SNAP’s 2015 Conference: A Few Remarks and Teasers


William D. Lindsey

One of the reasons I’ve been slow to post in the past several days, dear readers, is that I’ve been at the national meeting of Survivors Network of Those Abused by Priests (SNAP) in Alexandria, Virginia. Because I attended the meeting primarily to take part in the leaders’ gathering preceding the conference itself, I don’t have any kind of well-developed report of the conference to offer you. I didn’t attend a large number of presentations at the meeting.

At National Catholic Reporter’s website, Tom Fox has published the text of Tom Doyle’s address to the conference, which I didn’t hear (but have now read), and which is wonderful. It will give you a feel for the conference, I think, if you read it.

One of the experiences of this conference that I’ll treasure is having the opportunity to meet not only some of the national SNAP leaders about whom I’ve long read and whom I’ve long admired, but also members of the amazing Mennonite contingent who attended this conference. As any of you who have followed this blog for any length of time will know, I’ve featured the work of Ruth Krall and Stephanie Krehbiel here repeatedly. Both are Mennonite scholars involved in the discussion of sexual violence within their own religious community of origin, the Mennonite Church USA.

Ruth and Stephanie were at the conference, and I so much appreciate having had the opportunity to meet them and other Mennonite folks attending the conference (though I suspect that in giving Ruth a big goodbye hug yesterday, I thoughtlessly smashed her glasses against her face — and I cringe at the memory of my thoughtlessness). It may not be apparent to those of you who haven’t followed SNAP’s development what a big deal it is that SNAP now has a lively (and sizable) contingent of Mennonites involved in the organization’s work.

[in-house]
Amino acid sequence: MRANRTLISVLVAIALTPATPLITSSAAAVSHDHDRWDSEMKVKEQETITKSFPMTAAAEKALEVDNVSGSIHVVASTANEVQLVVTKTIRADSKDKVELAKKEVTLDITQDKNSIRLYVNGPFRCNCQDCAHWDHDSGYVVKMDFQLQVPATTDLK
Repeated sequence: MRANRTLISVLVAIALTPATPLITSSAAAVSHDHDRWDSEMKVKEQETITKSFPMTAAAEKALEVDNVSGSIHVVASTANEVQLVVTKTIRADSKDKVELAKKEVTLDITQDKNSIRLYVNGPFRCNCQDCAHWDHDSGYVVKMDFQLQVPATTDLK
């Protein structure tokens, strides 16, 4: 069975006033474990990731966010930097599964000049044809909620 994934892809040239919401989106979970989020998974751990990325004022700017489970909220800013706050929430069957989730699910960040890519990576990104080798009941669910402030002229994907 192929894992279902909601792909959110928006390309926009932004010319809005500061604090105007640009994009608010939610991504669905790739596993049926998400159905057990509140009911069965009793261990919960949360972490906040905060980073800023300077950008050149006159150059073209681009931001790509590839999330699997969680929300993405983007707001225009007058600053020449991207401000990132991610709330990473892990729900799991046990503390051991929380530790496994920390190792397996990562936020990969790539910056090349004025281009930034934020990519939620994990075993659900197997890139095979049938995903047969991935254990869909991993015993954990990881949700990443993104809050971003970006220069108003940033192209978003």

As many of you will know, SNAP began as something of a Catholic-specific organization. Its title indicates its early Catholic-specific focus: it’s a group that was started largely by people who had experienced sexual abuse by priests when they were minors (though there have been, from the beginning, also SNAP members whose abuse occurred at the hands of nuns).

Note: This is an Abuse Tracker excerpt. Click the title to view the full text of the original article. If the original article is no longer available, see our News Archive.